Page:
|Publication number||US6907195 B2|
|Application number||US 09/939,784|
|Publication date||Jun 14, 2005|
|Filing date||Aug 28, 2001|
|Priority date||Aug 28, 2001|
|Also published as||US20030048508|
|Publication number||09939784, 939784, US 6907195 B2, US 6907195B2, US-B2-6907195, US6907195 B2, US6907195B2|
|Inventors||Zhengchen Yu, William Shieh, Thomas R. Clark, Jr., Vladimir Petricevic|
|Original Assignee||Dorsal Networks, Inc.|
|Export Citation||BiBTeX, EndNote, RefMan|
|Patent Citations (47), Non-Patent Citations (16), Referenced by (10), Classifications (17), Legal Events (5)|
|External Links: USPTO, USPTO Assignment, Espacenet|
The present invention relates generally to optical communications, and more particularly to a system for maintaining amplifier saturation in a wavelength division multiplexed (WDM) optical communication system.
In a dense wavelength division multiplexed (DWDM) system having a high number of signal channels, the initially deployed system typically does not have all of the signal channels fully populated. The number of signal channels that are populated depends upon several factors including the amount of capacity initially required in the DWDM system. To make the amplifiers in the system operational during the lifetime of the system, from initial deployment at less than capacity to full capacity after upgrades, a substitute signal may be used to fill one or more empty channels to maintain the saturation (and other) performance characteristics of the amplifier. In conventional narrowband Erbium doped fiber amplifier DWDM systems, it is theoretically possible for as few as one substitute signal to be used to saturate the amplifier, depending on the operational bandwidth of the substitute signal, although commercial applications employ a substitute signal for each channel.
Raman amplified systems use numerous pump wavelengths to achieve a much larger operational bandwidth than an Erbium doped fiber amplified system. The saturation mechanism for the Raman amplifier is the depletion of the individual pumps. This depletion occurs through pump-pump and pump-signal interactions. As a result, a more delicate balance of substitute signals is used to maintain the system performance of the Raman amplifier. In conventional Raman-amplified systems, a substitute signal is used for each unused signal channel.
As capacity demands continue to grow, efforts are focusing on increasing the usable bandwidth in both EDFA and Raman optical communication systems. As the number of channels increases, the cost associated with providing a substitute signal laser for each channel rises in tandem. Accordingly, it would be desirable to provide systems and methods for maintaining amplifier saturation (and system performance) at reasonable prices as the available bandwidth increases.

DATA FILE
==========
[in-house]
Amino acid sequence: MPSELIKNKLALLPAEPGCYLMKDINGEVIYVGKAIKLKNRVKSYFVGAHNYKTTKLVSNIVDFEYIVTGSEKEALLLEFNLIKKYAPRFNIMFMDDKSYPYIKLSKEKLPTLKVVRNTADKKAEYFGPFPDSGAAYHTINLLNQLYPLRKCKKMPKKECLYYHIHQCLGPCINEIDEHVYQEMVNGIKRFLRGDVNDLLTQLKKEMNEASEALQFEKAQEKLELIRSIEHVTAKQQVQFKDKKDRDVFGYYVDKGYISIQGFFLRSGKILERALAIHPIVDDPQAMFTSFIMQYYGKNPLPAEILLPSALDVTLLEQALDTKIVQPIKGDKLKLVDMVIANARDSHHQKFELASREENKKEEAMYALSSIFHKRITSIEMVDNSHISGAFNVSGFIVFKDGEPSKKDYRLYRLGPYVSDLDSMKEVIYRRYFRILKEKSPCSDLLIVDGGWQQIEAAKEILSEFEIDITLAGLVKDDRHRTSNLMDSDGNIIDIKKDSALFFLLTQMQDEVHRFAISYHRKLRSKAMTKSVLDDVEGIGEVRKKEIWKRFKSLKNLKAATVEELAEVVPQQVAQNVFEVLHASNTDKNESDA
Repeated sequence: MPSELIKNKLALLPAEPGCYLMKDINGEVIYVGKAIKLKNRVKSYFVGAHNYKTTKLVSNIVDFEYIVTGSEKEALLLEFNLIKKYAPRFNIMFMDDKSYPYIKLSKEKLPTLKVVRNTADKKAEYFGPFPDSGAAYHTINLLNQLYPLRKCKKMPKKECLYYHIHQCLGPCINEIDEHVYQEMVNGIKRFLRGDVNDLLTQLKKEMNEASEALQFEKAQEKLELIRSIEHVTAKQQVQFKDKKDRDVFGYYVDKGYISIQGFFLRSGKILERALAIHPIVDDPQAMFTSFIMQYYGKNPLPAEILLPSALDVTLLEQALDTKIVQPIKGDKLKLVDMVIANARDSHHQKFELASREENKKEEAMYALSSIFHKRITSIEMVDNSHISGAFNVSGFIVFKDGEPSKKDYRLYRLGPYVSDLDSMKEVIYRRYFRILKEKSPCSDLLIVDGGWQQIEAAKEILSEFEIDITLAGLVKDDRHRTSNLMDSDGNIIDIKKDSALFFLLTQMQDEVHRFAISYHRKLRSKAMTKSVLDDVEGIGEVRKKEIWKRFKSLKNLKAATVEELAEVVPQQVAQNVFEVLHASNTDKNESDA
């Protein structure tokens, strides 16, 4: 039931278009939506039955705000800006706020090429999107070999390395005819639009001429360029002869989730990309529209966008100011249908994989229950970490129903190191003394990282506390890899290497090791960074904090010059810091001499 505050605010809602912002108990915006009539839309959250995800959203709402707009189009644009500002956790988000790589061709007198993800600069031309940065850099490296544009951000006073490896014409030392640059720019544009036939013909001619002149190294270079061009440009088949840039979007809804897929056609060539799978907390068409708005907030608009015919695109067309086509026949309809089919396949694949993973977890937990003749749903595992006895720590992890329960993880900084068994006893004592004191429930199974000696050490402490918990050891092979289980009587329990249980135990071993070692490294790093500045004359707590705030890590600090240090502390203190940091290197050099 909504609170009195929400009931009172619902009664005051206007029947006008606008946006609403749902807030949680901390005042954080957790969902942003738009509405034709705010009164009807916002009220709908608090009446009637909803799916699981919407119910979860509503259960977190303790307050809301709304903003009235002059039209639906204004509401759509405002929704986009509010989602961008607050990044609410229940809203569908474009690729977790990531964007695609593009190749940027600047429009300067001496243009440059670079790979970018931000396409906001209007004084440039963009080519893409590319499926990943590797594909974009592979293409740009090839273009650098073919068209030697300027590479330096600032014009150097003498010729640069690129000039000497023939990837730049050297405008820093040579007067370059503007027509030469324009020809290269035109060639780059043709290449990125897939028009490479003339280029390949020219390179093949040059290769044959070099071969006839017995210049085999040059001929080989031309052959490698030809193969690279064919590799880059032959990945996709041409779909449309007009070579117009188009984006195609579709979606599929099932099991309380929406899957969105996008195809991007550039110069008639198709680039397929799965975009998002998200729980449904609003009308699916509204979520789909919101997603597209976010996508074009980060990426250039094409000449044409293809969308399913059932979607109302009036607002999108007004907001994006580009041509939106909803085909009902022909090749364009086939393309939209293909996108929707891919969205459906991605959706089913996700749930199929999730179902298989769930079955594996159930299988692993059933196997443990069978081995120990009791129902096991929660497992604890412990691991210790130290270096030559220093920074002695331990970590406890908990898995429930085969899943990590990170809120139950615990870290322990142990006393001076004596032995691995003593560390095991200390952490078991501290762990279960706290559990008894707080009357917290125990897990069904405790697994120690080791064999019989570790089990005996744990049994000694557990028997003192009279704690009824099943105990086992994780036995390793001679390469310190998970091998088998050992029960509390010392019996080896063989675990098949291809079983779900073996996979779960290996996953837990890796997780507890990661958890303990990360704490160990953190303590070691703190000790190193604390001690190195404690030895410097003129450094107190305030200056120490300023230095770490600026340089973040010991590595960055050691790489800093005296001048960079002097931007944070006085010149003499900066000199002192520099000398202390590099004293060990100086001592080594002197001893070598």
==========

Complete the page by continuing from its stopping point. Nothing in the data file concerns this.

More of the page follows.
Briefly, in one aspect of the invention, a wavelength division multiplexed (WDM) optical network includes a plurality of optical transmitters, each optical transmitter generating a data signal sent over a respective one of a plurality of signal channels, the plurality of signal channels being divided into a number of sub-bands where each sub-band includes at least two signal channels, and a plurality of substitute signal transmitters, the number of substitute signal transmitters being equal to the number of sub-bands, each substitute signal transmitter generating a substitute signal which provides loading in a corresponding sub-band. The WDM optical network also includes a combining circuit which combines the data signals output from the plurality of optical transmitters and the substitute signals output from the plurality of substitute signal transmitters into a WDM signal, and an optical transmission fiber which receives the WDM signal from the combining circuit.
In another aspect of the invention, a WDM optical network includes a monitoring circuit which detects the wavelengths and power levels of each data signal in the WDM signal.
In yet another aspect of the invention, a WDM optical network includes a control circuit, coupled to the monitoring circuit, which determines if a signal channel is unused or inoperable based on the detected wavelengths and power levels of the data signals detected by the monitoring circuit.
In a further aspect of the invention, the control circuit controls each of the plurality of substitute signal transmitters to be inoperative if all of the signal channels are receiving data signals from the plurality of optical transmitters.
FIG. 1(a) is a block diagram of an exemplary terminal unit consistent with the present invention.
FIG. 1(b) is a block diagram of a substitute signal architecture consistent with the present invention.
FIGS. 7(a)-10(b) are graphs which depict transmitted and received signals for various combinations of data signals and substitute signals according to the exemplary embodiment of the present invention.
FIG. 1(a) is a block diagram of the transmit portion of a terminal unit including substitute signal architectures consistent with the present invention. Therein, a plurality of long reach transceivers (LRTRs) 2 each generate the optically modulated data signals to be transmitted by the terminal unit. These wavelength channels are wavelength division multiplexed by unit 4 to form a composite signal. Substitute signals are coupled to the multiplexed signal from substitute signal architecture 10, prior to being amplified for transmission by amplifier 12 and transmitted over, e.g., submarine or terrestrial cable 14. Those skilled in the art will appreciate that the multiplexing of data signals can be performed in stages if desired prior to adding the substitute signals.
FIG. 1(b) is a block diagram of a substitute signal architecture 10 consistent with the present invention. The substitute signal architecture 10 is preferably implemented in a DWDM optical network. As shown in